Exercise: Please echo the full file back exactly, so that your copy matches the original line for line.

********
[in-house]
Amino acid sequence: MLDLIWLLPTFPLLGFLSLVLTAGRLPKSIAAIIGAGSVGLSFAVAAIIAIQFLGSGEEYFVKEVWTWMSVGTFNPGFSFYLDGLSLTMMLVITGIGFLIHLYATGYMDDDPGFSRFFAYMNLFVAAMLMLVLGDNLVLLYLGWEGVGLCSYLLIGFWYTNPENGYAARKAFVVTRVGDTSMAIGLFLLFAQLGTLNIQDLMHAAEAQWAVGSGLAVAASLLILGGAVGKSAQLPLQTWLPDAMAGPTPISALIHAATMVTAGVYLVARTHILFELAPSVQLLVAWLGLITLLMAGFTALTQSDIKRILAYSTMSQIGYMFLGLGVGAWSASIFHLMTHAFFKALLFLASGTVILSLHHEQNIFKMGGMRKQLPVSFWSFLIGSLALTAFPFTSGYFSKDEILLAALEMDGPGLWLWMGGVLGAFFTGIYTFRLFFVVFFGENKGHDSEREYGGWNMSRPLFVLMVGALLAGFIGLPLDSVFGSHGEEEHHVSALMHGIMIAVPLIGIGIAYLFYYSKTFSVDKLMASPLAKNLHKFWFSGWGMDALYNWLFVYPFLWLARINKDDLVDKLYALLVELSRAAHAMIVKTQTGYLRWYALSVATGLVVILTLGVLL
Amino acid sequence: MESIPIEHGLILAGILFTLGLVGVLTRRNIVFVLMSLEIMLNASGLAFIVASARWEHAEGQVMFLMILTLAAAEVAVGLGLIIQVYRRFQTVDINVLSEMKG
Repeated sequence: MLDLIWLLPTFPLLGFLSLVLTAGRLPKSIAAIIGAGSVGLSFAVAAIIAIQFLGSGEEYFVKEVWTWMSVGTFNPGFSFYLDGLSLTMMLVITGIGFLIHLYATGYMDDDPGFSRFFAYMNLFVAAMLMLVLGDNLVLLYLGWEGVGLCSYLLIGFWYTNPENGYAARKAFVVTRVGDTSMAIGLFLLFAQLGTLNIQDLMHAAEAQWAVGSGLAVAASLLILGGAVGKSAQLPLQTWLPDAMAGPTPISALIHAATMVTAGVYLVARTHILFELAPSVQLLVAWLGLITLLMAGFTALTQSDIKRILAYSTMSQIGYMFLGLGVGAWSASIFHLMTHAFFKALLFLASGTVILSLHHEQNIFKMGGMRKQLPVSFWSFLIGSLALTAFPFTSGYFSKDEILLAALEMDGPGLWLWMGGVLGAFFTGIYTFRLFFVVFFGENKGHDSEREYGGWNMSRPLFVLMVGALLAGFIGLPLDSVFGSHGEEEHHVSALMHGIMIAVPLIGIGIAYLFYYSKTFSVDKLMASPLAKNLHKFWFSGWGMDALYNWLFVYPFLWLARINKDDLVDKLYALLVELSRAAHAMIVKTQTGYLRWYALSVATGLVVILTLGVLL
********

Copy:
[in-house]
Amino acid sequence: MLDLIWLLPTFPLLGFLSLVLTAGRLPKSIAAIIGAGSVGLSFAVAAIIAIQFLGSGEEYFVKEVWTWMSVGTFNPGFSFYLDGLSLTMMLVITGIGFLIHLYATGYMDDDPGFSRFFAYMNLFVAAMLMLVLGDNLVLLYLGWEGVGLCSYLLIGFWYTNPENGYAARKAFVVTRVGDTSMAIGLFLLFAQLGTLNIQDLMHAAEAQWAVGSGLAVAASLLILGGAVGKSAQLPLQTWLPDAMAGPTPISALIHAATMVTAGVYLVARTHILFELAPSVQLLVAWLGLITLLMAGFTALTQSDIKRILAYSTMSQIGYMFLGLGVGAWSASIFHLMTHAFFKALLFLASGTVILSLHHEQNIFKMGGMRKQLPVSFWSFLIGSLALTAFPFTSGYFSKDEILLAALEMDGPGLWLWMGGVLGAFFTGIYTFRLFFVVFFGENKGHDSEREYGGWNMSRPLFVLMVGALLAGFIGLPLDSVFGSHGEEEHHVSALMHGIMIAVPLIGIGIAYLFYYSKTFSVDKLMASPLAKNLHKFWFSGWGMDALYNWLFVYPFLWLARINKDDLVDKLYALLVELSRAAHAMIVKTQTGYLRWYALSVATGLVVILTLGVLL
Amino acid sequence: MESIPIEHGLILAGILFTLGLVGVLTRRNIVFVLMSLEIMLNASGLAFIVASARWEHAEGQVMFLMILTLAAAEVAVGLGLIIQVYRRFQTVDINVLSEMKG
Repeated sequence: MLDLIWLLPTFPLLGFLSLVLTAGRLPKSIAAIIGAGSVGLSFAVAAIIAIQFLGSGEEYFVKEVWTWMSVGTFNPGFSFYLDGLSLTMMLVITGIGFLIHLYATGYMDDDPGFSRFFAYMNLFVAAMLMLVLGDNLVLLYLGWEGVGLCSYLLIGFWYTNPENGYAARKAFVVTRVGDTSMAIGLFLLFAQLGTLNIQDLMHAAEAQWAVGSGLAVAASLLILGGAVGKSAQLPLQTWLPDAMAGPTPISALIHAATMVTAGVYLVARTHILFELAPSVQLLVAWLGLITLLMAGFTALTQSDIKRILAYSTMSQIGYMFLGLGVGAWSASIFHLMTHAFFKALLFLASGTVILSLHHEQNIFKMGGMRKQLPVSFWSFLIGSLALTAFPFTSGYFSKDEILLAALEMDGPGLWLWMGGVLGAFFTGIYTFRLFFVVFFGENKGHDSEREYGGWNMSRPLFVLMVGALLAGFIGLPLDSVFGSHGEEEHHVSALMHGIMIAVPLIGIGIAYLFYYSKTFSVDKLMASPLAKNLHKFWFSGWGMDALYNWLFVYPFLWLARINKDDLVDKLYALLVELSRAAHAMIVKTQTGYLRWYALSVATGLVVILTLGVLL